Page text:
Policy Details

Properties of a policy:

  • JSON based document

  • Resource --> Affected resources (can be "*")

  • Action --> kms:Encrypt, kms:Decrypt, kms:CreateGrant ... (permissions)

  • Effect --> Allow/Deny

  • Principal --> arn affected

  • Conditions (optional) --> Condition to give the permissions


  • Allow to delegate your permissions to another AWS principal within your AWS account. You need to create them using the AWS KMS APIs. It can be indicated the CMK identifier, the grantee principal and the required level of opoeration (Decrypt, Encrypt, GenerateDataKey...)

  • After the grant is created a GrantToken and a GratID are issued


  • Via key policy -- If this exist, this takes precedent over the IAM policy

  • Via IAM policy

  • Via grants

Key Administrators

Key administrator by default:

  • Have access to manage KMS but not to encrypt or decrypt data

  • Only IAM users and roles can be added to Key Administrators list (not groups)

  • If external CMK is used, Key Administrators have the permission to import key material

Rotation of CMKs

  • The longer the same key is left in place, the more data is encrypted with that key, and if that key is breached, then the wider the blast area of data is at risk. In addition to this, the longer the key is active, the probability of it being breached increases.

  • KMS rotate customer keys every 365 days (or you can perform the process manually whenever you want) and keys managed by AWS every 3 years and this time it cannot be changed.

  • Older keys are retained to decrypt data that was encrypted prior to the rotation

  • In a break, rotating the key won't remove the threat as it will be possible to decrypt all the data encrypted with the compromised key. However, the new data will be encrypted with the new key.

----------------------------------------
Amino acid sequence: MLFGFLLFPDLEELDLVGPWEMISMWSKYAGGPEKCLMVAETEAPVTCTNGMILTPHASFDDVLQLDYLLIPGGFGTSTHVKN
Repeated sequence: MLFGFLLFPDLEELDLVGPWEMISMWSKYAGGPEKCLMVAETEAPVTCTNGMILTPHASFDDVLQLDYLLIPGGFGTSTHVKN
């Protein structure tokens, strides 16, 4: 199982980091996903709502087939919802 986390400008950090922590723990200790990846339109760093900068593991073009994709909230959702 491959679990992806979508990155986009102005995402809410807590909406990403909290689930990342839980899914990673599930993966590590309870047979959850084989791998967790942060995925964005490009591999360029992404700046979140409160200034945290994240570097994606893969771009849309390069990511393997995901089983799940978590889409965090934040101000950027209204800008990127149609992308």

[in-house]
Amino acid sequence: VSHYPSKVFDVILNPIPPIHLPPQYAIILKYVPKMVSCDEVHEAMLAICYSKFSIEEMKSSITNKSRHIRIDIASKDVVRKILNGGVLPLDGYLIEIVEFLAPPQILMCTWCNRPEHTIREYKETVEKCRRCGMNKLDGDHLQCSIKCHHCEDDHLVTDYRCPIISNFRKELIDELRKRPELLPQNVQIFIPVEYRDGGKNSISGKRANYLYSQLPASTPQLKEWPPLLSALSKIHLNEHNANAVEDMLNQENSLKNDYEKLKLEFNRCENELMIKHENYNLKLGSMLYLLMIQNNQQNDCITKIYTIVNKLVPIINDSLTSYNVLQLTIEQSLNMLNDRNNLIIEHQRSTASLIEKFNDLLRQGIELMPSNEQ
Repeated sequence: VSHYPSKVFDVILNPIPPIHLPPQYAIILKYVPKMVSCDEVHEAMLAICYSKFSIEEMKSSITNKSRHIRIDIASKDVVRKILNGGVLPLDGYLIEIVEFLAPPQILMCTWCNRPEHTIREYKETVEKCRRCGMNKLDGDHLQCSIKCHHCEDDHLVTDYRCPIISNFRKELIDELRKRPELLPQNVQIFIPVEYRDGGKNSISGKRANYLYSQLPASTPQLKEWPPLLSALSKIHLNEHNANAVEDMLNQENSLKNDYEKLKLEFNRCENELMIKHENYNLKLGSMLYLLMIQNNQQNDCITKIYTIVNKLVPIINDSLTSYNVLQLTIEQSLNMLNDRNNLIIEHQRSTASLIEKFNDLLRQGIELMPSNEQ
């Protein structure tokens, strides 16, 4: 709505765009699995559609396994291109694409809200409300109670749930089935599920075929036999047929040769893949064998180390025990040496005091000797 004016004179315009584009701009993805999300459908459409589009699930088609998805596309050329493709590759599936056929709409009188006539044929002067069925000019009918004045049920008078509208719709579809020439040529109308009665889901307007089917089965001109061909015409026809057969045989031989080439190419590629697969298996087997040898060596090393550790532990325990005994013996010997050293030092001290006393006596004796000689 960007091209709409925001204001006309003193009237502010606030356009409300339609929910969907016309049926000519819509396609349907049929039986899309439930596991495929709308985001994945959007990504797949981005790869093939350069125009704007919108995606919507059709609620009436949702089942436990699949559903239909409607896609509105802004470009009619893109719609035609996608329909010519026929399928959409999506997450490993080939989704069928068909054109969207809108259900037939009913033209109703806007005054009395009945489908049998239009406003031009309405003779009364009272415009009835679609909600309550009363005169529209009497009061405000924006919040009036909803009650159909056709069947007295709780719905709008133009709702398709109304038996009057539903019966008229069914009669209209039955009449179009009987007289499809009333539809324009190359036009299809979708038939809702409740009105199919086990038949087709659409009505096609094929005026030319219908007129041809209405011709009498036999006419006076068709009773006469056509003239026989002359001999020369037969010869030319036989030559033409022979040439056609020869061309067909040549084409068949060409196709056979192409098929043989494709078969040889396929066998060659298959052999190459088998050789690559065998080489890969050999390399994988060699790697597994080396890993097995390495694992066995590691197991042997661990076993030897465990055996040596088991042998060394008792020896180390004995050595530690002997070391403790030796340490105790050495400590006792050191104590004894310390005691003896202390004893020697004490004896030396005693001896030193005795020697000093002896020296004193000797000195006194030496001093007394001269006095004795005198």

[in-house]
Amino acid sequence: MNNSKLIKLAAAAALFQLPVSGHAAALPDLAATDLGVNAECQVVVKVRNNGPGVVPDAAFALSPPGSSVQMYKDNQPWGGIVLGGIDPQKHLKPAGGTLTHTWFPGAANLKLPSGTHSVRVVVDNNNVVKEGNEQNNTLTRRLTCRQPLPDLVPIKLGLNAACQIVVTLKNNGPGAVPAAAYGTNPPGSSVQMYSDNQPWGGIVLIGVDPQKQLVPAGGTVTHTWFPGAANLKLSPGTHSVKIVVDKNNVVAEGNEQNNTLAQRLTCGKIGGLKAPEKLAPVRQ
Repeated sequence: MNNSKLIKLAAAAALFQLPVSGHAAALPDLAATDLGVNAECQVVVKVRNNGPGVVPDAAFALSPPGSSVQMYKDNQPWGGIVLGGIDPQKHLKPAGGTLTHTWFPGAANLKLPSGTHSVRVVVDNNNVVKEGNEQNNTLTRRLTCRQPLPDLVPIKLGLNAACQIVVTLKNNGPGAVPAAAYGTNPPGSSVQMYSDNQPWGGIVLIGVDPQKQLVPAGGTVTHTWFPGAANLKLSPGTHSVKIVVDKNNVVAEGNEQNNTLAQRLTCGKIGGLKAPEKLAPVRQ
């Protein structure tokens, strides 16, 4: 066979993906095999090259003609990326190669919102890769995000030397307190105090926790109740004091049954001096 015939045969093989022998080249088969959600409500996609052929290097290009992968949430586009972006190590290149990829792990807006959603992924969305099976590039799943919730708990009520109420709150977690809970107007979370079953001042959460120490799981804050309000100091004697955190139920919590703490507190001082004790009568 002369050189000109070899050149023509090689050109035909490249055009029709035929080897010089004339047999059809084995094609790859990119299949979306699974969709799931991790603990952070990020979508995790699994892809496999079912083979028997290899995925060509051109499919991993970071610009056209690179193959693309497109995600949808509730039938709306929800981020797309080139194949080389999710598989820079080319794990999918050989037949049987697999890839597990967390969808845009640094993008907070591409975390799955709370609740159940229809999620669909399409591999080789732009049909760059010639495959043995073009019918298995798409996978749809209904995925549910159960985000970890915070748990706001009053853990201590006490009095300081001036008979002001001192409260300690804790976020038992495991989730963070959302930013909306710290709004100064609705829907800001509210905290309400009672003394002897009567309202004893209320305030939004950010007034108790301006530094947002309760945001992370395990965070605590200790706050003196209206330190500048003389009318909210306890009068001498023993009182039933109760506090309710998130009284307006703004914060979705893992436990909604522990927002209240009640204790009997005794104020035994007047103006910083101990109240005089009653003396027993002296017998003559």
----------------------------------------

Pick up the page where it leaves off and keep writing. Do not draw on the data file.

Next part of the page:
• If CMK is in state of disabled or pending deletion, KMS will not perform a key rotation until the CMK is re-enabled or deletion is cancelled.

Manual rotation

  • A new CMK needs to be created, then, a new CMK-ID is created, so you will need to update any application to reference the new CMK-ID.

  • To do this process easier you can use aliases to refer to a key-id and then just update the key the alias is referring to.

  • You need to keep old keys to decrypt old files encrypted with it.

You can import keys from your on-premises key infrastructure .

Other relevant KMS information

KMS is priced per number of encryption/decryption requests received from all services per month.

KMS has full audit and compliance integration with CloudTrail; this is where you can audit all changes performed on KMS.

With KMS policy you can do the following:

  • Limit who can create data keys and which services have access to use these keys

  • Limit systems access to encrypt only, decrypt only or both

  • Define to enable systems to access keys across regions (although it is not recommended as a failure in the region hosting KMS will affect availability of systems in other regions).

You cannot synchronize or move/copy keys across regions; you can only define rules to allow access across region.


aws kms list-keys
aws kms list-key-policies --key-id <id>
aws kms list-grants --key-id <id>
aws kms describe-key --key-id <id>
aws kms get-key-policy --key-id <id> --policy-name <name> # Default policy name is "default"
aws kms describe-custom-key-stores


pageAWS - KMS Privesc

Post Exploitation

pageAWS - KMS Post Exploitation


pageAWS - KMS Persistence